Evidence that Peterson did not show restraint can be found in police photos (posted on several websites) of the four-year-old child’s wounds. To anyone who might think that this was just a case of corporal punishment but not really abuse, the truly shocking photos will likely change their mind. These photos, taken four days after the incident, show scratches all over the child’s lower body, injuries caused by the use of a switch made from a tree branch. A police report describes “cuts on the boy’s thighs and hands, with bruises on the lower back and buttocks.” According to a text message sent by Peterson to the child’s mother, the football player admitted striking his son in the testicles, writing “[I] got him in the nuts once I noticed. But I feel bad [about that]….” This suggests that Peterson lost control and did more damage than he perhaps had intended (he has publicly asserted that he did not intend to cause any injuries, and that using a switch was a mistake). However, the making of visible cuts and scratches on the child’s body indicates not only a lack of self-control, but ignorance of child abuse laws and a lack of understanding that such visible signs would possibly draw the attention of police, courts and the NFL.
How Four Factors Explain Violence
If there is one truism about violence, it is that violent acts cannot be attributed to a single cause. Every actor behaves violently for a unique combination of reasons, and even within the same individual, a violent incident can be explained by more than one factor, and violence on one occasion can be explained differently than violence on another occasion. Here are the four explanatory factors in my model; again, I use child abuse—particularly the Adrian Peterson case--as an illustration.
Every violent attack is in response to some situation, although sometimes the situational trigger (such as a victim wearing a shirt in the wrong gang or sports team color) is extremely minimal. In the case of physical child abuse, the situational trigger is typically a child saying or doing something which the abuser finds unacceptable. In the case of Adrian Peterson the incident that triggered the adult’s violent reaction was when the child pushed another child off of a video game. Peterson, apparently having no understanding that this is very typical four-year-old behavior, saw this as a serious form of misbehavior, and he set out to teach the child “right from wrong.” Furthermore, while most of us would agree that it is appropriate to teach a child the importance of taking turns, the majority can think of non-violent ways of getting that point across, even if (as is possible, but unknown to me) this was not the first time the child had exhibited that behavior.
Another situational factor that was not present in the Peterson case, but which is found in many other abuse cases, occurs when the perpetrator is pressured or encouraged by another person, such as a spouse. That was the case in a notorious murder trial in which I was peripherally involved as an expert, where a child was fatally abused by his father who acted in part because his wife (the child’s step-mother) told him that he needed to act like a man and not allow his daughter’s habitual bed-wetting to go unpunished.
Incompetent behavior occurs when an actor lacks the knowledge, skills or inclination to use more competent methods for solving a particular problem. Obviously, Adrian Peterson has a very limited childrearing repertoire, as his default position for dealing with what he sees as defiance from a child appears to be coercive and violent. Cognition enters in here also, in his inability to discern risk (a) to the child (it is hard to believe that he could so unaware that repeated use of a stick by a physically powerful man such as himself could cause serious injuries to a 4-year-old), and (b) to his own reputation and career. (Risk-unawareness is the core defining feature of what I term “foolish action”). Such behavior can only be termed “stupid,” although I am not implying anything about Peterson’s general intelligence (smart people often behavior stupidly, as many posts in this column illustrate. However, there is a recent study which shows that less intelligence people are more likely to behave violently, which makes some sense although there are many likely confounds, such as social class.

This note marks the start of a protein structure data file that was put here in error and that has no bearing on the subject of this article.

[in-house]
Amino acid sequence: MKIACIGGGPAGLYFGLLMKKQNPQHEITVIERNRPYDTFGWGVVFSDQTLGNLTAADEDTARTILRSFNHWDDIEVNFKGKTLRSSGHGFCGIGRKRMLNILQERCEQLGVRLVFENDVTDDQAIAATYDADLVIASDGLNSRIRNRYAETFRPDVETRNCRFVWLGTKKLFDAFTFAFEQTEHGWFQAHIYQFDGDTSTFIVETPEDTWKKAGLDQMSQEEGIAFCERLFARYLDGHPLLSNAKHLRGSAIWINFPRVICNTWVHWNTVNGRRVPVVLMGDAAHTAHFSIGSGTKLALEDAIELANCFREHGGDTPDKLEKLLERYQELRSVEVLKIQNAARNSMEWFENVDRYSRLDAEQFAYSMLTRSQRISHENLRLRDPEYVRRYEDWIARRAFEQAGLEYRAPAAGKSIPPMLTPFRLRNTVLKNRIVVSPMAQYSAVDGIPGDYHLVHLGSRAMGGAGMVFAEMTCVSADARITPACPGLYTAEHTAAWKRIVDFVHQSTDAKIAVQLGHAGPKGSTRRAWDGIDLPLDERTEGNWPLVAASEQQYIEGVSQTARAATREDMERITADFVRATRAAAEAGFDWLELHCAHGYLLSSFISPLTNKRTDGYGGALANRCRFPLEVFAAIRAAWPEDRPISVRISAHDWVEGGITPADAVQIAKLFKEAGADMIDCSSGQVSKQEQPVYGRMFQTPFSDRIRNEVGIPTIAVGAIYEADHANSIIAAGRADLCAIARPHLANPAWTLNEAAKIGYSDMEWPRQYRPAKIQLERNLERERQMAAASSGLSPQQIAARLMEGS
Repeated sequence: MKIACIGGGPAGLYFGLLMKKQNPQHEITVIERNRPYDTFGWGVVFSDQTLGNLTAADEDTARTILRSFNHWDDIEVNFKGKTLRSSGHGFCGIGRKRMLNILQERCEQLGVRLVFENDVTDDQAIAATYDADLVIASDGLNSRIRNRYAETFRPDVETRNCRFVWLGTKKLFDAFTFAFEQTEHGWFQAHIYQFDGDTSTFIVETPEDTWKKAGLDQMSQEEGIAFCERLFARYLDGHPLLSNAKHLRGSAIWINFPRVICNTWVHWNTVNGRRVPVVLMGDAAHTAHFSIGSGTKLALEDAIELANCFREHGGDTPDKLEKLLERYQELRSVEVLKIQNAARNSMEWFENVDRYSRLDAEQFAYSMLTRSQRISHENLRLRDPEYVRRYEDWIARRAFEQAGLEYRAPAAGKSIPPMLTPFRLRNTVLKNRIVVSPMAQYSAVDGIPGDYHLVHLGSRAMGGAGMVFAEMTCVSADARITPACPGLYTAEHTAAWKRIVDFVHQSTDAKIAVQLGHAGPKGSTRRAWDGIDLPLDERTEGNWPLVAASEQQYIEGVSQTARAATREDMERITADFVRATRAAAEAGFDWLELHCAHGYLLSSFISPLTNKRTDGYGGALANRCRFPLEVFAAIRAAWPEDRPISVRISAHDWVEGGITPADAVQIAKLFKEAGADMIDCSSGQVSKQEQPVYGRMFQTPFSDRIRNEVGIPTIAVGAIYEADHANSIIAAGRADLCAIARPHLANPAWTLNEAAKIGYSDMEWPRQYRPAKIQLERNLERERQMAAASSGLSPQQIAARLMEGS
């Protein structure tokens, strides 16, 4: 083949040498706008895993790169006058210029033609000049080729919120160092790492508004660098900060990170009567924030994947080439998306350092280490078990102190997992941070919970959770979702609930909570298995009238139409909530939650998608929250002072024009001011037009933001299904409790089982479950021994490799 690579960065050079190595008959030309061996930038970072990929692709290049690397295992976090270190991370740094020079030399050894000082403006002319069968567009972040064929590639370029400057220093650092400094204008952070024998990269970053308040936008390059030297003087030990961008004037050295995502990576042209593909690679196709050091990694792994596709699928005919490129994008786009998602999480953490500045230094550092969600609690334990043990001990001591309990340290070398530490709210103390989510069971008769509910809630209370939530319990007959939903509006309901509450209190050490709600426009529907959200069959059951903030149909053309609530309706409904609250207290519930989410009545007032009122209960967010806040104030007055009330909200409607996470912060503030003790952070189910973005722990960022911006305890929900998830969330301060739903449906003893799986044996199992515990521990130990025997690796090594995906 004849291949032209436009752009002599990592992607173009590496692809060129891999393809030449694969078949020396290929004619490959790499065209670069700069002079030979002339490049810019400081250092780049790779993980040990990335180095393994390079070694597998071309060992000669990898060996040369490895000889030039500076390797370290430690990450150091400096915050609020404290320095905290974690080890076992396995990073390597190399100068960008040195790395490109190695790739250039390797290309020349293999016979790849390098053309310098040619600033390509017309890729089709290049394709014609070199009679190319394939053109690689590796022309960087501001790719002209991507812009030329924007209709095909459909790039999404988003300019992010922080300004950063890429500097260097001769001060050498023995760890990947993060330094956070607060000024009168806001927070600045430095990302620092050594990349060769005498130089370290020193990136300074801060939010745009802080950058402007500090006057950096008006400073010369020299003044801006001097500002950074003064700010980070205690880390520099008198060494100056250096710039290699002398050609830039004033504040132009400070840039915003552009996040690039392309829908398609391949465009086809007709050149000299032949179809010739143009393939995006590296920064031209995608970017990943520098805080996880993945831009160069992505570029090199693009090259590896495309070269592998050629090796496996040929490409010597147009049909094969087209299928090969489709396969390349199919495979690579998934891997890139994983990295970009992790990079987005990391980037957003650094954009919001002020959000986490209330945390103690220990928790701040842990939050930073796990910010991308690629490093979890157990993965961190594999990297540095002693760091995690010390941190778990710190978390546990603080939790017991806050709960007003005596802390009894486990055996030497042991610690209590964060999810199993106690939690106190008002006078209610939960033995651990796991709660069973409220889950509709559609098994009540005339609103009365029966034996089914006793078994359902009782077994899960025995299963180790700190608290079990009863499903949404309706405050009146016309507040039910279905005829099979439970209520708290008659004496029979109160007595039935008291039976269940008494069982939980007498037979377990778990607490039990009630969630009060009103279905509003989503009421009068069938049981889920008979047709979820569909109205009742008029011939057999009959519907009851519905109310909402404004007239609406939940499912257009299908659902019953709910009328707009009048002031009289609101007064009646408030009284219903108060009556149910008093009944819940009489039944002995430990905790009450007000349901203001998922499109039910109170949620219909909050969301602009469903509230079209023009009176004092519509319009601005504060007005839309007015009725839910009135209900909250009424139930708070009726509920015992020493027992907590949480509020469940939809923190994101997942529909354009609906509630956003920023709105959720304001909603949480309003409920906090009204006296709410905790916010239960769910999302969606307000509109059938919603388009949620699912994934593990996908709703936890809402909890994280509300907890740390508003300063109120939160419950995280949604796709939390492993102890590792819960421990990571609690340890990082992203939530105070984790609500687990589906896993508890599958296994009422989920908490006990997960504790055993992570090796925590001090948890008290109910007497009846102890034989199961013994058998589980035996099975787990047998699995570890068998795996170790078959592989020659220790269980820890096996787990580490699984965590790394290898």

Personality--a term that refers to individual differences in temperament, self-regulation, motivation, emotional reactivity, interpersonal style, worldview, and behavior tendencies—has a number of sub-factors. In terms of child abuse, the most obvious personality contributions are: (a) a tendency to misattribute intentional defiance to child behaviors, (b) a low tolerance of perceived child misbehavior, (c) a preference for physical control techniques, and (d) a pattern of similar acts in the past. In fact, there was at least one earlier credible allegation of physical abuse directed by Peterson against another of his several children.
This last factor refers to an imbalance in self-regulation, which impels someone to behave violently or which reduces his or her ability to behave non-violently. Alcohol consumption reduces the ability to resist behaving violently, and it is commonly found that violent acts occur when someone was under the influence of drugs or alcohol. I have seen no evidence that Peterson had been drinking when he assaulted his child with a stick, but it would not surprise me if he had been. An affective factor which is almost always operating in cases of child abuse is anger. Clearly, this was operating with Peterson, as it is inconceivable that he would assaulted his son so repeatedly and harshly unless he was very angry at him.
Why Violence is Difficult to Predict
Violence is very difficult to predict, as usually at least two of the four factors in the explanatory framework have to be present, and the strength of those factors can vary widely from one situation to another. For many individuals, even those who commit child abuse, a serious incident may occur only once, while similar situations in the past did not induce an abusive reaction, perhaps because the actor was under better control. Even for individuals who have been violent in the past, violent conduct is not an every day, or maybe even an every month, occurrence. Child abuse is a little different from other forms of violent behavior, in that children are guaranteed to behave less than perfectly on occasion, and caregivers with violent tendencies are bound to react abusively on more than one occasion. The one thing one can predict about a socially incompetent person is that their foolish tendencies are bound to reassert themselves in the future. It is just difficult to know when that will happen.
Copyright Stephen Greenspan